With flora, fauna, and landscapes to rival the world’s most famous rainforests, the Riberia Valley in Brazil’s Atlantic Forest is an emerging destination that rewards travelers up for a real adventure.
While the Atlantic Forests’ neighbor to the west — i.e. the Amazon — tends to get the most attention, the Atlantic Forest is well-worth a dedicated trip. It’s in the southeast part of Brazil, covering coastal areas around the towns of São Paulo, Curitiba, and Criciúma. The Brazil Atlantic Forest (or Mata Atlântica, as it’s known in Portuguese) is the second-largest rainforest in Central and South America after the Amazon. It covers 34,750 square miles along a 1,158 miles stretch of coast through 17 different Brazilian states.
Unfortunately, only about 10 percent of the original forest remains today. Owing to early colonization by Europeans and roughly 500 years of settlements and development, the landscape looks quite different from how it would have in the 14th and 15th centuries. But thanks to sustainable tourism operators and local and national conservation efforts, the remaining portions of the Atlantic Forest are healthy and welcoming to travelers keen on environmentally sustainable tourism who want their tourism money to support conservation efforts.
In the state of São Paulo, eight state parks (entrance fees R$32.00, or $5.78 USD for foreigners) and numerous private biological reserves connect a network of sustainable travel opportunities and adventures for visitors interested in conservation, community-based tourism, and native culture. If you’re dreaming of visiting Brazil’s Atlantic Forest, read on to check out the most sustainable ways to explore the forest’s best sights. The wet, wild, and immersive adventures are generally grouped into three sections of the forest: the caves of Caverna do Diablo State Park, trails around PETAR, and the coastal area around Lagamar de Cananéia State Park.
Brazil’s Atlantic Forest Caves
The state parks that protect the Atlantic Forest were established primarily to protect the environment, not for visitor enjoyment — and that’s exactly the case with Caverna do Diabo (Devil’s Cave) State Park. Though it’s home to an extensive network of more than 400 caves, only a few are accessible to protect the fragile environments from foot traffic. The open caves are designed to be an educational tool to build appreciation for the need to protect the area. Some of the best cave guides are not only native Quilombolas people (and excellent bird watchers!) but also indigenous locals. And visiting the cave system with local guides means you’re supporting a non-extractive economy, supporting guide education, and directly supporting conservation efforts.
Having visited countless cave systems on four continents myself, I’ve come to know a thing or two about stalactites, stalagmites, and the joys of subterranean adventure. And unlike many of the cave systems I’ve seen in Central America or Southeast Asia, the caves of Caverna do Diabo are in immaculate condition.
I spent the most time in the main Caverna do Diabo cave. This dramatic system has cathedral-sized amphitheaters sprinkled with stalactites and stalagmites soaring nearly five stories high, and they’re in pristine, undisturbed condition. While exploring with my guide Francielle “Fran” Dos Santos Satiro of Caverna do Diabo Aventura (who happens to be the first female guide in the cave system), I learned she meant it when she said “you’re going to get wet.”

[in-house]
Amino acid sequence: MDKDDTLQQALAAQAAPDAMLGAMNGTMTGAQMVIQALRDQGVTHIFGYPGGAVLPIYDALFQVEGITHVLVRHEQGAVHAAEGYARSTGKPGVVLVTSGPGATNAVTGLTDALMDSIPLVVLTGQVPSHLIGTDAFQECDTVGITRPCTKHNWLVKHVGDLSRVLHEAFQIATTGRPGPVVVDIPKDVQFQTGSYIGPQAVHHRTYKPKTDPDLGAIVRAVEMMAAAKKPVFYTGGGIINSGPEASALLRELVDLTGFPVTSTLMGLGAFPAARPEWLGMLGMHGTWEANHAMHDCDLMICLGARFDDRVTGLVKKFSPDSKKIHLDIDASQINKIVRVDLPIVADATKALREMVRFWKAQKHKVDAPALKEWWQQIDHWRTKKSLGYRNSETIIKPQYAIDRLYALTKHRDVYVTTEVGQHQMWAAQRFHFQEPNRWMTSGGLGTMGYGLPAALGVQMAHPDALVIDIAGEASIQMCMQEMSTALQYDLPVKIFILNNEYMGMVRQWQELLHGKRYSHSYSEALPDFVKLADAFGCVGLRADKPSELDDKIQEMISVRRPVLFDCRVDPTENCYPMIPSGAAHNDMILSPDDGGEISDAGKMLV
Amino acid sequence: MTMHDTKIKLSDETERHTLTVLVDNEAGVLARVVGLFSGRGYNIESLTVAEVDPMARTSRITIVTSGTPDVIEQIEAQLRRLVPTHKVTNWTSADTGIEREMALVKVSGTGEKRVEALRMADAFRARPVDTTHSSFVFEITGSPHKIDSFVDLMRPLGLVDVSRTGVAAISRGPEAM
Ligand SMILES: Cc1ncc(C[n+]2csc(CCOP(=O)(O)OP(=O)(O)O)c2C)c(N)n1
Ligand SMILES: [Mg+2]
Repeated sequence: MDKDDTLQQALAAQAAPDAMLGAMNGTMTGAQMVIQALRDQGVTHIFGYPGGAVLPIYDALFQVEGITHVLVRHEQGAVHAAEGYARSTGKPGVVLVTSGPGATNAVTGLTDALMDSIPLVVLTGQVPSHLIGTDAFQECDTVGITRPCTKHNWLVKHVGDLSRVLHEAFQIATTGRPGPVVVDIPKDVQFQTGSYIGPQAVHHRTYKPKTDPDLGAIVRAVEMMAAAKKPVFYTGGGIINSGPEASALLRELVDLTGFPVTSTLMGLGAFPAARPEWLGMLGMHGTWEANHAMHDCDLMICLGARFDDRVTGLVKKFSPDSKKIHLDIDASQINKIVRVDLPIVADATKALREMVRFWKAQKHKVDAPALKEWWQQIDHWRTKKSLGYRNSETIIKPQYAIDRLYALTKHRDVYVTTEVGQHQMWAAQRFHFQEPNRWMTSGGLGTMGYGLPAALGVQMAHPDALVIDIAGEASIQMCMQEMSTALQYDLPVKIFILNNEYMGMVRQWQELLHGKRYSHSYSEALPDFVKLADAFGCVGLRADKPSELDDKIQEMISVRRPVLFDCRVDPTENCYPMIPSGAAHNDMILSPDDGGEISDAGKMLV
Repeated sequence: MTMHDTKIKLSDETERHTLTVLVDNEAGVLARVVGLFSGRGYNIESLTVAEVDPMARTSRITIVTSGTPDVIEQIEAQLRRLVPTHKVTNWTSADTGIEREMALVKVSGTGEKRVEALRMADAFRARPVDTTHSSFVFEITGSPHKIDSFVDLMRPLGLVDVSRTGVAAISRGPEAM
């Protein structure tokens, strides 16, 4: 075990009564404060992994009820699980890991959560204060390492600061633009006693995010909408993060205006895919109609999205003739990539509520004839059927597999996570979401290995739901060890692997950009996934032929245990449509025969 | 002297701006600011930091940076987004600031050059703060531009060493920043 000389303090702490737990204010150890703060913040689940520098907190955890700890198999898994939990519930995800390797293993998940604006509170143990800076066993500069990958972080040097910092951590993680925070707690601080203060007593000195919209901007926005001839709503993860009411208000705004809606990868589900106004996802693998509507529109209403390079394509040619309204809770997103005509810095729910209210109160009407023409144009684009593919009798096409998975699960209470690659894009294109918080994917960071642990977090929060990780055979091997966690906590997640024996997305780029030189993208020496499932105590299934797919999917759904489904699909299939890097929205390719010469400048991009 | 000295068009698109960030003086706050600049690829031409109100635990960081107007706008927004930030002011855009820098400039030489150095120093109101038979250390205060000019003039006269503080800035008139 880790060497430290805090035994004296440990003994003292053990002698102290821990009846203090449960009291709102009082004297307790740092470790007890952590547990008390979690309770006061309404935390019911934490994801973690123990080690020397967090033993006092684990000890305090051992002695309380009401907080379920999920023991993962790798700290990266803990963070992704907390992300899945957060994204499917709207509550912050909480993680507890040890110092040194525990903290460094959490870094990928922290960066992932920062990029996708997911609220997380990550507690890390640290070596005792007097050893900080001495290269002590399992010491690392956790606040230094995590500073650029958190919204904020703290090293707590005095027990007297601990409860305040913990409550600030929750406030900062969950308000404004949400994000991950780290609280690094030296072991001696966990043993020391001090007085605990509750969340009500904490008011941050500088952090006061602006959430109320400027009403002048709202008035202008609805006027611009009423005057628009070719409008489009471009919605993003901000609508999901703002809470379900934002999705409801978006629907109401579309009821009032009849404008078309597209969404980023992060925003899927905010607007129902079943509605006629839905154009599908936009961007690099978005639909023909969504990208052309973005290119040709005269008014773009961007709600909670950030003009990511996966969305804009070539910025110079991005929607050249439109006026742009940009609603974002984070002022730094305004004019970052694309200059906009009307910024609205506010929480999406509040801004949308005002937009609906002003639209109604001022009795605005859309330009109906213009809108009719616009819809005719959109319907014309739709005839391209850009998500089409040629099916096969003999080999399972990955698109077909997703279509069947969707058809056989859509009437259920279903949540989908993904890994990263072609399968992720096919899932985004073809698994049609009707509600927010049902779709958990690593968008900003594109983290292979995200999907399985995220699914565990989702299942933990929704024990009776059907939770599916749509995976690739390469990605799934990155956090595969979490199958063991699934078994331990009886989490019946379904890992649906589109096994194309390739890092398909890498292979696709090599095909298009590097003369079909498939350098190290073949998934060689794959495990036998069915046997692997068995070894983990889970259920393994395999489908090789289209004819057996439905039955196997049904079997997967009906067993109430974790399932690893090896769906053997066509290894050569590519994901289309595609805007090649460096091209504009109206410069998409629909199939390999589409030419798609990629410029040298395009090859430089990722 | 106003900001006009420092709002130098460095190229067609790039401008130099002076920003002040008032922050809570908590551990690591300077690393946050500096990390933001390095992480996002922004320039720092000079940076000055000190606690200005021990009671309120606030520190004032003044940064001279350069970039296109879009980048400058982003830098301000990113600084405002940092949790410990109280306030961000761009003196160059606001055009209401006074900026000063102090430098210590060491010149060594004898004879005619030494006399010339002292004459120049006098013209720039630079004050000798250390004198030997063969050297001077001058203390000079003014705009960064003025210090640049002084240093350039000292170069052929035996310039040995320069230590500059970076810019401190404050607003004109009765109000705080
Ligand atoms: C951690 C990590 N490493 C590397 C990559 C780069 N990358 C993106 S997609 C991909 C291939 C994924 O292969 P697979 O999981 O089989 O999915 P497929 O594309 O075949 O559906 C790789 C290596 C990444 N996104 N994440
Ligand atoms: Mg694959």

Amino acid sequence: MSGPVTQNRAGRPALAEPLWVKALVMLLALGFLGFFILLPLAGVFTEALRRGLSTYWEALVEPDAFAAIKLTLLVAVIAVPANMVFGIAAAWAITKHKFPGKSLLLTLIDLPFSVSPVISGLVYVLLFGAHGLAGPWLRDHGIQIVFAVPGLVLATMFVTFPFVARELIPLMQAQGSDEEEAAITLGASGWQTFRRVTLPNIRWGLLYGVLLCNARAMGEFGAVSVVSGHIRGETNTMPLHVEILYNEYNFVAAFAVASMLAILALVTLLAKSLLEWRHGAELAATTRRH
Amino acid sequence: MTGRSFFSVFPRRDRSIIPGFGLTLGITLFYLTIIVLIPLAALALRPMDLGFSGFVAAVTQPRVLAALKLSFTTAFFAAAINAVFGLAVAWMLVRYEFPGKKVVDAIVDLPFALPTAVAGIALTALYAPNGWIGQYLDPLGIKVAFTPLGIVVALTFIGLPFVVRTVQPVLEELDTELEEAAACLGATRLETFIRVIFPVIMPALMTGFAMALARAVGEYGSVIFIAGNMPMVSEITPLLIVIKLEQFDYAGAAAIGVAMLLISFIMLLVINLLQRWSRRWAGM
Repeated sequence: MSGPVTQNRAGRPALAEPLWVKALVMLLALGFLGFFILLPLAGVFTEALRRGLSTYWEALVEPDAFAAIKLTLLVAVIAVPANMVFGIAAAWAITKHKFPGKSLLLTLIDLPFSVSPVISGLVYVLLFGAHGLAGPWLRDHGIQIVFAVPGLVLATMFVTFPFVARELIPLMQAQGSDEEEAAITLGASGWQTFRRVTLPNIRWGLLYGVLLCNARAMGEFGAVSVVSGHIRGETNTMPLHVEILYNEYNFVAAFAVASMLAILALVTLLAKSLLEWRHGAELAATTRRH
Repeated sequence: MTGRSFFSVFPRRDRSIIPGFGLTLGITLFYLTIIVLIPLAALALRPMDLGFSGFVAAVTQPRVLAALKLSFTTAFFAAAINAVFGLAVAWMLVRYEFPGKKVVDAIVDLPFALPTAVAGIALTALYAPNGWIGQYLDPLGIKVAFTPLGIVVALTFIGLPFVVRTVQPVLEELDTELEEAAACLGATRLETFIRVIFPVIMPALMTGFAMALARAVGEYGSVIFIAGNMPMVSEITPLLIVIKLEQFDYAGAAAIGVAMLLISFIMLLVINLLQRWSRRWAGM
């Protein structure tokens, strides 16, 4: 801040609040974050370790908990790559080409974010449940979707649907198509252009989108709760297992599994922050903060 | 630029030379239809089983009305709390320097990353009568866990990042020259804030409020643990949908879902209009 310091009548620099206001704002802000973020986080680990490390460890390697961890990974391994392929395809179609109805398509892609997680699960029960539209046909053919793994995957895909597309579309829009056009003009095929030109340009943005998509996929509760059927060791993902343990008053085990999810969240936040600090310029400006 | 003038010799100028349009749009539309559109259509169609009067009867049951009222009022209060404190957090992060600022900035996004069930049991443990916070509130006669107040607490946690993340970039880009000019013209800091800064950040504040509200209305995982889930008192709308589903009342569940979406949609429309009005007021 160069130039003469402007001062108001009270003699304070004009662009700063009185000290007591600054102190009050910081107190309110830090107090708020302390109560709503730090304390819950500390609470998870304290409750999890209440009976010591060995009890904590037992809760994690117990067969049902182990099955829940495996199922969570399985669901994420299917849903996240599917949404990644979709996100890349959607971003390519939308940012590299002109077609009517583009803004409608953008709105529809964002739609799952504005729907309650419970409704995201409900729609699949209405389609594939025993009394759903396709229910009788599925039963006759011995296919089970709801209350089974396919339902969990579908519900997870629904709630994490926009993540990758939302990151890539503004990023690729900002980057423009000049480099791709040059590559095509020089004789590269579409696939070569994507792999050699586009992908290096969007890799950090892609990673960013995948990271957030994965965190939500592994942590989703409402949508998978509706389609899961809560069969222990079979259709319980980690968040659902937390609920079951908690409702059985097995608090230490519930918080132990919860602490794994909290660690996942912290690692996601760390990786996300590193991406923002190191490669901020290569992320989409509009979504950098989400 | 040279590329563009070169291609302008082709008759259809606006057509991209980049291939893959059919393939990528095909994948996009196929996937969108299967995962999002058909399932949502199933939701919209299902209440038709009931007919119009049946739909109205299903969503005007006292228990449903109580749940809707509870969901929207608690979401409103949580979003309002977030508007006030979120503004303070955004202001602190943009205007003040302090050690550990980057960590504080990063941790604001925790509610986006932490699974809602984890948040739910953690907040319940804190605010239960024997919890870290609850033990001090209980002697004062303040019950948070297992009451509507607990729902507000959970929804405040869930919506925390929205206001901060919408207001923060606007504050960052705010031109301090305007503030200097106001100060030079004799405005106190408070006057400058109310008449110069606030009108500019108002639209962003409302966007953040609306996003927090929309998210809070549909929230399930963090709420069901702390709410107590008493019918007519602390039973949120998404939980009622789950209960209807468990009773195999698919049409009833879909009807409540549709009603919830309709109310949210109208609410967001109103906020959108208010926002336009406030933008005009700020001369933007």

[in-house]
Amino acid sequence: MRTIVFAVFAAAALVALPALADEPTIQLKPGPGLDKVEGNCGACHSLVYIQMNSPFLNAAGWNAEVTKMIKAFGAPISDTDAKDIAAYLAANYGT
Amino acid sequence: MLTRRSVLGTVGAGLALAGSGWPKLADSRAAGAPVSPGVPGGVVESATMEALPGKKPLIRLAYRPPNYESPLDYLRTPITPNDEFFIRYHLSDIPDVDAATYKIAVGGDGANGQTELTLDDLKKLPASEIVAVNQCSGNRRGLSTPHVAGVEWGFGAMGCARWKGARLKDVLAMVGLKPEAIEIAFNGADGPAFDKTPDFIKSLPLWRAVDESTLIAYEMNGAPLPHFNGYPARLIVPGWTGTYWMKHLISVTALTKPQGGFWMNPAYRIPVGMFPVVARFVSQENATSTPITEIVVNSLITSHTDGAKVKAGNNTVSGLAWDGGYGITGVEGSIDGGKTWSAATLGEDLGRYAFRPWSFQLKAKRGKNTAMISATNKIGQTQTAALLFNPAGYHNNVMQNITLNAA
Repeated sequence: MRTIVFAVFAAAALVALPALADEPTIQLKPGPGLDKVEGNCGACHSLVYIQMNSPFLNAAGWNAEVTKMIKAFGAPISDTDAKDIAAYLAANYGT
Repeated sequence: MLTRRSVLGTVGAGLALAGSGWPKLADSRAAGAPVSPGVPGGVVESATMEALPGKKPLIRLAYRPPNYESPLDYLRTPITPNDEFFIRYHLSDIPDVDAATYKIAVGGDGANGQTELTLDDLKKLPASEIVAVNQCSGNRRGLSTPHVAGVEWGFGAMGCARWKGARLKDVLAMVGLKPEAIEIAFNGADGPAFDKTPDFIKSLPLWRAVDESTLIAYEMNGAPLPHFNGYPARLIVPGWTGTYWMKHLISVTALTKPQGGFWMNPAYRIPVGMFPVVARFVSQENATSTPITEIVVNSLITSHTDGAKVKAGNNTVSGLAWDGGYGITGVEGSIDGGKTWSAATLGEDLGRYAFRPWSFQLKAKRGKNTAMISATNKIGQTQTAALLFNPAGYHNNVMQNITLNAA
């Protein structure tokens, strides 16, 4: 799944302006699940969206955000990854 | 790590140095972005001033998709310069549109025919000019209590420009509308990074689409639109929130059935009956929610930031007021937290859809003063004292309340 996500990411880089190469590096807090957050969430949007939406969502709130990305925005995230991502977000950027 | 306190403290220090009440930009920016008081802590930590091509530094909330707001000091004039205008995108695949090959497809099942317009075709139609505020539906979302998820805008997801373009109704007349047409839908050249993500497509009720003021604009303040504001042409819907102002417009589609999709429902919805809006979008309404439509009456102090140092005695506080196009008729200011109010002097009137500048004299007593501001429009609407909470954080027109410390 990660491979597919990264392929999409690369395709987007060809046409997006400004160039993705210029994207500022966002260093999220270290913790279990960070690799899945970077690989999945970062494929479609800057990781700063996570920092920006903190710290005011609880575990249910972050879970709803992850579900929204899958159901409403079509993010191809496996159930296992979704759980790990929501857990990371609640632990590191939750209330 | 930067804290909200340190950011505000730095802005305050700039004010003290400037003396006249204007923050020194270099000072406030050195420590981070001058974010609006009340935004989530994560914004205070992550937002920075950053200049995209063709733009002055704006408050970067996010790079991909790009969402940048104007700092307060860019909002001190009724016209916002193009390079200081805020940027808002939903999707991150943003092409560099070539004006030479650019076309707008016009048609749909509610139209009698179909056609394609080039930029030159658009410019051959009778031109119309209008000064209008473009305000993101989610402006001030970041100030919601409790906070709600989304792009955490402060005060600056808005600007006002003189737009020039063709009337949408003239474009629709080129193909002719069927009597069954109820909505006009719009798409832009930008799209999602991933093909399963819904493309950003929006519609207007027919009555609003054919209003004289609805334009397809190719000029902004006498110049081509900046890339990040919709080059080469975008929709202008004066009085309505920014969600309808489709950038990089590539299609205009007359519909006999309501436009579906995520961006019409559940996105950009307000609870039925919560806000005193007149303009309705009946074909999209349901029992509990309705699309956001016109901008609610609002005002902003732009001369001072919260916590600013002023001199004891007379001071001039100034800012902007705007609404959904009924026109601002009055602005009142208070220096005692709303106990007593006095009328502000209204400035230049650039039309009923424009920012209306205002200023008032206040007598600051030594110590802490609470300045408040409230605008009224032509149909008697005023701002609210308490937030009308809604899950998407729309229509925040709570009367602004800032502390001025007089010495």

The real adventure began after walking through the accessible and well-lit part of the cave. With only a headlamp to illuminate the path beyond that point, we descended into the depths of the cave via a 131-foot long, Indiana Jones-like rappel past towering formations. In this part of the cave, there’s a constant sound of rushing water. Normally, it’s generally recommended to stay away from rushing water — but in this case, moving water means the cave goes even deeper, and I had an expert guide. By gripping a hanging rope and wading through waist- and shoulder-deep water, we arrived at a 16-foot waterfall, fully drenching the few dry body parts we had left. Fortunately, there’s a sauna at the nearby Pousada das Cavernas Lodge to warm up when the adventure is done.
Brazil’s Atlantic Forest Trails
In the PETAR (Parque Estadual Turíistico Alta Ribeira) region near Caverna do Diabo, extensive trail networks, river adventures, and more caves attract travelers keen on exploring the area and taking in some of the forest’s most beautiful landscapes. Trails wind through valleys and past rivers, leading to huge waterfalls. The rivers themselves have carved their own routes through the forest over time, and they’re best enjoyed via a raft or ‘duck’ — an inflatable, kayak-type raft.
My guide for these trails was Angela Carla Aguiar de Matos of Parque Aventuras. Aguiar de Matos followed in the footsteps of her grandfather who discovered some of the cave systems in PETAR. While hiking in the rainforest with Coutu Waterfall waiting at the end, I was humbled to learn that I was among the first people she’d ever spoken English with; like many in tourism, Aguiar de Matos was unemployed during the start of the pandemic. She used her downtime to learn English to eventually welcome back American tourists. The PETAR hiking trails Aguiar de Matos guided me along ford rivers through dense jungle, go through caves and past waterfalls, and can take as long as three days to finish. Not surprisingly, most tourists opt for the full- or half-day hikes.